Godzilla, Annie, and More -- Which of 2014's Movie Reboots Will Return to Box Office Glory?

The remainder of the year is packed with big sequels, but it will also see the release of significant series reboots. Which of these four movies will join the winner's circle?

May 13, 2014 at 10:44AM

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Source: GodzillaMovie.com

Franchises come and franchises go. And then, sometimes, they come back again. The last decade has seen the film industry mine previously lapsed properties in hopes of reclaiming past glories and providing audiences with entertainment products that are at once new and familiar. Successful examples of this strategy include Batman Begins, Casino Royale, Transformers, and Star Trek. Each of these movies managed to win back audiences and lay the groundwork for ongoing series.

Of course, not all rebooted properties wind up as winners. 2008's The Incredible Hulk failed to meaningfully improve over its predecessor, and Sony's (NYSE:SNE) "Amazing Spider-Man" series is looking much weaker than its previous trilogy.

Reboots are tricky, and it's difficult to overstate the importance of timing when reintroducing properties that have spent some time lying fallow. The remainder of 2014 sees four film reboots vying for box office glory and the right to return to ongoing series development. Which of the year's reboots are on track to join the winner's circle and which properties will be forced back into the waiting game?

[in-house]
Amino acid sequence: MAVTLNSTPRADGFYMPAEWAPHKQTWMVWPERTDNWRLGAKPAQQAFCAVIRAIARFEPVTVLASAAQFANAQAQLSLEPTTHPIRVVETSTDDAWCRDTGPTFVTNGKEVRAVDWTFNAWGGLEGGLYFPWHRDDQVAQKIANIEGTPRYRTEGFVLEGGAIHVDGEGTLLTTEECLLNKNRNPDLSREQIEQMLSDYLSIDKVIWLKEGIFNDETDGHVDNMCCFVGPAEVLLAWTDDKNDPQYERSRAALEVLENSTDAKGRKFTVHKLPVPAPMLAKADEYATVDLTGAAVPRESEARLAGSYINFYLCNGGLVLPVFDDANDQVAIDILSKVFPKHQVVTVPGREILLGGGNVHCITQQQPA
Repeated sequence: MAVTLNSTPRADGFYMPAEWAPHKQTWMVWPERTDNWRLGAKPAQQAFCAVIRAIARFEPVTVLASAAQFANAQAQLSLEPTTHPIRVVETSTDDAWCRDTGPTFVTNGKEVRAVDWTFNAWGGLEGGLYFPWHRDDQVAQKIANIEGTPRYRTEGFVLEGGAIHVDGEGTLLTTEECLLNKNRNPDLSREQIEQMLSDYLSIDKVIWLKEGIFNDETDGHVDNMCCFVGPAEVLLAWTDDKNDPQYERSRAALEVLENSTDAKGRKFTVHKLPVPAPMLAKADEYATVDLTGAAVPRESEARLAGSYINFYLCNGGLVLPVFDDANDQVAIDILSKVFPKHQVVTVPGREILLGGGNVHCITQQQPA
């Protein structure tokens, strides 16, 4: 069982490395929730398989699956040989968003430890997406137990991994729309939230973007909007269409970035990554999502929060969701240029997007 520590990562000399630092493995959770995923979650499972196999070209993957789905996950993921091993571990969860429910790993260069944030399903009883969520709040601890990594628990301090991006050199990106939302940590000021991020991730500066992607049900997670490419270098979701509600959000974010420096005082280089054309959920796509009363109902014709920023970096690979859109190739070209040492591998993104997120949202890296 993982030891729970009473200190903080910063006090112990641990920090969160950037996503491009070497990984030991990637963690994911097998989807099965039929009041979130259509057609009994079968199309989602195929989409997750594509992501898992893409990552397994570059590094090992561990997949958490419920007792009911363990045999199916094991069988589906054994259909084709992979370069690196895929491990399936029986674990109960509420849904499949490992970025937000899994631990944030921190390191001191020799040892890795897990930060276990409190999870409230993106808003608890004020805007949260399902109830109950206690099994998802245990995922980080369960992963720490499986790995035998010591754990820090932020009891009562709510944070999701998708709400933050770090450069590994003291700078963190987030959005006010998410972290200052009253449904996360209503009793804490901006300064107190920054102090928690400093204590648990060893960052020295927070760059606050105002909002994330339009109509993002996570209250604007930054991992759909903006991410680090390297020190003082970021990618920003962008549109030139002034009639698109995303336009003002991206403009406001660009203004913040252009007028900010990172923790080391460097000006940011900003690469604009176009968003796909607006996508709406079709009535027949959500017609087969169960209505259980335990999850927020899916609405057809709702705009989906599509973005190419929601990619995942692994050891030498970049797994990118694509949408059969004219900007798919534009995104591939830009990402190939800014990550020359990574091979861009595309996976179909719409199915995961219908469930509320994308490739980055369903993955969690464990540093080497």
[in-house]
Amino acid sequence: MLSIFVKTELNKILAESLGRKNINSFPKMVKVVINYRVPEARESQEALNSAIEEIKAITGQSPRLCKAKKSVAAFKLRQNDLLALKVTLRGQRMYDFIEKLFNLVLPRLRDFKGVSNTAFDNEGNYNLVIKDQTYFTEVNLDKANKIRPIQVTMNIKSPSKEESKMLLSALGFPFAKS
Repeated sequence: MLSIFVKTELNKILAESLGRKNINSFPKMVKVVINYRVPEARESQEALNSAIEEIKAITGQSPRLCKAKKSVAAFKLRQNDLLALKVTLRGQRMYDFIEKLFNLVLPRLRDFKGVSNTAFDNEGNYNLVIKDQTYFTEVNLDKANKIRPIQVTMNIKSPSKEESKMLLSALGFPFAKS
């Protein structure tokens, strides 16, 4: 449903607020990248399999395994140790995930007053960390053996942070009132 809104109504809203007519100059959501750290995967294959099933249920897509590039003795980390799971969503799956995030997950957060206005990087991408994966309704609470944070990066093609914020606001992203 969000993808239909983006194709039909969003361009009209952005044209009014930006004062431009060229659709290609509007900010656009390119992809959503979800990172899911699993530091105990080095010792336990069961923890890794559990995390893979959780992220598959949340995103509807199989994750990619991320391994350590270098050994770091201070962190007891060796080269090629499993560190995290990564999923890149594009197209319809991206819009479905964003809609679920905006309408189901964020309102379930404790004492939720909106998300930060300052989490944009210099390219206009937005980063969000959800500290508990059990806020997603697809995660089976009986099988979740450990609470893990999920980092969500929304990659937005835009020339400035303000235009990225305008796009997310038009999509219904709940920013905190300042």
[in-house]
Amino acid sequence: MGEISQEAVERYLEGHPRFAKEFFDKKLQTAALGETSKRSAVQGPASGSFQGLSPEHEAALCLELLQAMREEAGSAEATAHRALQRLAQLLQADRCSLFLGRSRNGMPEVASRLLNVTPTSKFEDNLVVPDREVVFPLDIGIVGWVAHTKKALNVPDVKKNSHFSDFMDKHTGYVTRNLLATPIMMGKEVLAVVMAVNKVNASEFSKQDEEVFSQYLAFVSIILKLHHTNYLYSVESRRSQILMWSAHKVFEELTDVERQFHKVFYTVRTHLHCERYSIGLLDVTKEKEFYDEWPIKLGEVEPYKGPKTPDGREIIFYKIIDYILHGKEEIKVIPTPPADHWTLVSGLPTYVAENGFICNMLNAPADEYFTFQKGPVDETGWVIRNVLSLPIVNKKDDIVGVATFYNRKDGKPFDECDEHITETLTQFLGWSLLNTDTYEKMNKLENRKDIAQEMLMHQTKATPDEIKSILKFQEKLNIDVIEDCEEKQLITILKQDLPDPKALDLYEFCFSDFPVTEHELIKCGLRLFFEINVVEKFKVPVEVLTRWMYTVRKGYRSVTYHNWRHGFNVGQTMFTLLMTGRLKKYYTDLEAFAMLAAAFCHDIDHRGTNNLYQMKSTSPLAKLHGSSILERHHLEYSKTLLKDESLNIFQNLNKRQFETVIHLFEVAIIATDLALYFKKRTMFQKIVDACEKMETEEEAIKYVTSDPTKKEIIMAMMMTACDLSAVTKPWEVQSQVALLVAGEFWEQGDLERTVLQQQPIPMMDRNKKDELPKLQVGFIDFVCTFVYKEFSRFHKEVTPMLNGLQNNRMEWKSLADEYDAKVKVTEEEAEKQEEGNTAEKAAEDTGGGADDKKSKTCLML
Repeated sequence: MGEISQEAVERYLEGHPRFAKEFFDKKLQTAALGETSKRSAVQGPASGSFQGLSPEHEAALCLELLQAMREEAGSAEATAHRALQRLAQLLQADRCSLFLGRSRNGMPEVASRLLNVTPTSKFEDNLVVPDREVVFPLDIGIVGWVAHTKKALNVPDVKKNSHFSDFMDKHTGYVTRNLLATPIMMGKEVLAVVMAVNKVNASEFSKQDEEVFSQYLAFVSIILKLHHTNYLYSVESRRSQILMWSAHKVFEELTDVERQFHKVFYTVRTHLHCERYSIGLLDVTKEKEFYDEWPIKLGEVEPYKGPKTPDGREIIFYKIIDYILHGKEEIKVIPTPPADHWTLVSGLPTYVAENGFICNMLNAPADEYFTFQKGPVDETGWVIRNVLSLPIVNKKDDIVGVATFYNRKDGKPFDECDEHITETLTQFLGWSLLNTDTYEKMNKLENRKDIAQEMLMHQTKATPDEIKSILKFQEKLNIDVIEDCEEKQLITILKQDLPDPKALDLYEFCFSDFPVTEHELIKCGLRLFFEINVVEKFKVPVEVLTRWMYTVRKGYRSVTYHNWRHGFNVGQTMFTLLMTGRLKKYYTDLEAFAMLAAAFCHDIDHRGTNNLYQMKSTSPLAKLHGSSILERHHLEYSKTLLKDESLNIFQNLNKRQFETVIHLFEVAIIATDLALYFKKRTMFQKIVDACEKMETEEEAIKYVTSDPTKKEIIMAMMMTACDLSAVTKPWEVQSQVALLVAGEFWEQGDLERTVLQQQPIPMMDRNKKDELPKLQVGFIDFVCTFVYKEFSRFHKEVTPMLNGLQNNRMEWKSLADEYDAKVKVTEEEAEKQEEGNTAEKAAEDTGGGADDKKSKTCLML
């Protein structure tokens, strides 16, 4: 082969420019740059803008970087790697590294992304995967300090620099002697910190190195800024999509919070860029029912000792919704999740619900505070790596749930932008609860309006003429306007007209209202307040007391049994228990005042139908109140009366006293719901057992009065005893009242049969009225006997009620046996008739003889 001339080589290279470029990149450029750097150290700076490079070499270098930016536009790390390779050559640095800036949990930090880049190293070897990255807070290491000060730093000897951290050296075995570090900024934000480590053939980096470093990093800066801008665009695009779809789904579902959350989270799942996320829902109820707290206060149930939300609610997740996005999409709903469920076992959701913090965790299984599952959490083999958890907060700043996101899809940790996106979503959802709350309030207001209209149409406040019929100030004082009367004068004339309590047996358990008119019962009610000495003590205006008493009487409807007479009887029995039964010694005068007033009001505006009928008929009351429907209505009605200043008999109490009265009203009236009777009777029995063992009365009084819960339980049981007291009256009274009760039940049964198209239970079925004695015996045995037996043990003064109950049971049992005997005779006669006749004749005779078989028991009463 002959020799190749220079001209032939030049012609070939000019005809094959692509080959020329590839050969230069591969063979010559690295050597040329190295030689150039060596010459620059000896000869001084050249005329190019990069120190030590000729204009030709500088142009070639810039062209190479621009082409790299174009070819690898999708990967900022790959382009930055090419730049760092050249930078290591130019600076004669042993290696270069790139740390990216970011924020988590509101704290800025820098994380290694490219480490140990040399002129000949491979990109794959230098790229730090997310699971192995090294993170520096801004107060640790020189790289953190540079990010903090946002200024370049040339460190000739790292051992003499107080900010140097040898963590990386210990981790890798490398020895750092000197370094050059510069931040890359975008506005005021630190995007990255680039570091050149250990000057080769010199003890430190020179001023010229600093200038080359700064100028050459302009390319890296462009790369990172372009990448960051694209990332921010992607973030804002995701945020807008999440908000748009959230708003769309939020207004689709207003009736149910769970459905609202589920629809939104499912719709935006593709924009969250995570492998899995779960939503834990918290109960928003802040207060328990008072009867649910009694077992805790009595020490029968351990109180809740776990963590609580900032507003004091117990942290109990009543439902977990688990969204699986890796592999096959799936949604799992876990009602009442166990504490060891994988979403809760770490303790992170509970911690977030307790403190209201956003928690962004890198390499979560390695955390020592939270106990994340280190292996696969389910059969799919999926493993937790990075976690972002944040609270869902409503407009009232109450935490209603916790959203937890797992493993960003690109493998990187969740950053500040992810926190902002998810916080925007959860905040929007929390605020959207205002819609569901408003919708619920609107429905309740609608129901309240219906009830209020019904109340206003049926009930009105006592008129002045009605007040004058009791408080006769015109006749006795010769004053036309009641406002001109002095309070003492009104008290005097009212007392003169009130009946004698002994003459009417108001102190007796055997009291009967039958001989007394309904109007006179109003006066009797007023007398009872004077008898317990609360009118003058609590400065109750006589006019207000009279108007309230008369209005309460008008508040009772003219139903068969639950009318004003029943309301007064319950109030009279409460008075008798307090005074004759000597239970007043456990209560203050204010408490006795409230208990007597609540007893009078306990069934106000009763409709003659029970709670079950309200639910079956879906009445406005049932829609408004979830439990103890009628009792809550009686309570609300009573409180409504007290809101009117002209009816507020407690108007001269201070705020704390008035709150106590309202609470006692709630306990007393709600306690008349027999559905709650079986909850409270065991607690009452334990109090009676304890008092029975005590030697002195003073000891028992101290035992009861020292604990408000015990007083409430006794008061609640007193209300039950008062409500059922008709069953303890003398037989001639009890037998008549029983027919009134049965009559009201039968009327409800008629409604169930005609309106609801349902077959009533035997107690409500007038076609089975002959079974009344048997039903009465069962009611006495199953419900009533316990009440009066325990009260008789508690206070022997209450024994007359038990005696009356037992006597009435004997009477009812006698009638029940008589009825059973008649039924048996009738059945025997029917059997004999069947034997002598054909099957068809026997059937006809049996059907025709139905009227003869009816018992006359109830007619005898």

Godzilla

The King of the Monsters' May 16 return to American cinemas comes with a healthy dose of expectations. Tracking for the Time Warner (NYSE:TWX) film suggests that it will earn between $60 million and $75 million in its opening frame, but overseas draw will be the real test for the movie. Godzilla's box office performance will be weighed against last year's Pacific Rim, which earned approximately $411 million on the back of a strong foreign performance.

The most recent Godzilla reboot should succeed where its 1998 predecessor failed. Even though the previous reboot put up decent numbers, it failed to spawn an ongoing franchise. Look for brand recognition, a strong cast, and solid critical reception to drive Godzilla above $600 million in global take. This weekend's big opener could also benefit from a decidedly modern oddity: not being a superhero movie. The action genre has been dominated by capes and spandex in recent months, and audiences could be seeking some variety.

Left Behind

2014 has been a big year for Christian-centric pictures, with both TriStar's Heaven Is for Real and Pure Flix Entertainment's God's Not Dead rocketing past their production and marketing budgets. The upcoming Left Behind from Stony Lake Entertainment is a reboot of a property that's last notable big screen outing came in 2001, with former teen star and current televangelist Kirk Cameron in the lead role. The 2014 reboot will take its first bow on Oct. 3, and boasts Nicholas Cage as the big name attached.